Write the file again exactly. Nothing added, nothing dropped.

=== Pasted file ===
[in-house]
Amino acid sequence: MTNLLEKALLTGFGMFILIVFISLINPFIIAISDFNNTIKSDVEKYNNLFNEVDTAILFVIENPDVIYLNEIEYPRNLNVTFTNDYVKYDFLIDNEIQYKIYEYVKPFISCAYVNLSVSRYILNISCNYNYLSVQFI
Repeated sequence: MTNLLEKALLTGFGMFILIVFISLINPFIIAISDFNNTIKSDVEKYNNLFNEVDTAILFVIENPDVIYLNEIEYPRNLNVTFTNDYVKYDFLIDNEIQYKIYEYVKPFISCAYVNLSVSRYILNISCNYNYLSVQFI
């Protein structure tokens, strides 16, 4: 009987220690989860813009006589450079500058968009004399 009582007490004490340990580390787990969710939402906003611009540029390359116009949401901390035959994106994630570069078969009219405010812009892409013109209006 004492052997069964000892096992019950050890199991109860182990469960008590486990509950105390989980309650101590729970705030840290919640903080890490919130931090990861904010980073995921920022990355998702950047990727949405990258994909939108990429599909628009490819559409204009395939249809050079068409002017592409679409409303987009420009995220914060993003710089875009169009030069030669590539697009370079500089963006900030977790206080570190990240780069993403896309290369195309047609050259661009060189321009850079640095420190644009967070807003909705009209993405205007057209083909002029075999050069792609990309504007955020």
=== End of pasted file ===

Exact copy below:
[in-house]
Amino acid sequence: MTNLLEKALLTGFGMFILIVFISLINPFIIAISDFNNTIKSDVEKYNNLFNEVDTAILFVIENPDVIYLNEIEYPRNLNVTFTNDYVKYDFLIDNEIQYKIYEYVKPFISCAYVNLSVSRYILNISCNYNYLSVQFI
Repeated sequence: MTNLLEKALLTGFGMFILIVFISLINPFIIAISDFNNTIKSDVEKYNNLFNEVDTAILFVIENPDVIYLNEIEYPRNLNVTFTNDYVKYDFLIDNEIQYKIYEYVKPFISCAYVNLSVSRYILNISCNYNYLSVQFI
């Protein structure tokens, strides 16, 4: 009987220690989860813009006589450079500058968009004399 009582007490004490340990580390787990969710939402906003611009540029390359116009949401901390035959994106994630570069078969009219405010812009892409013109209006 004492052997069964000892096992019950050890199991109860182990469960008590486990509950105390989980309650101590729970705030840290919640903080890490919130931090990861904010980073995921920022990355998702950047990727949405990258994909939108990429599909628009490819559409204009395939249809050079068409002017592409679409409303987009420009995220914060993003710089875009169009030069030669590539697009370079500089963006900030977790206080570190990240780069993403896309290369195309047609050259661009060189321009850079640095420190644009967070807003909705009209993405205007057209083909002029075999050069792609990309504007955020």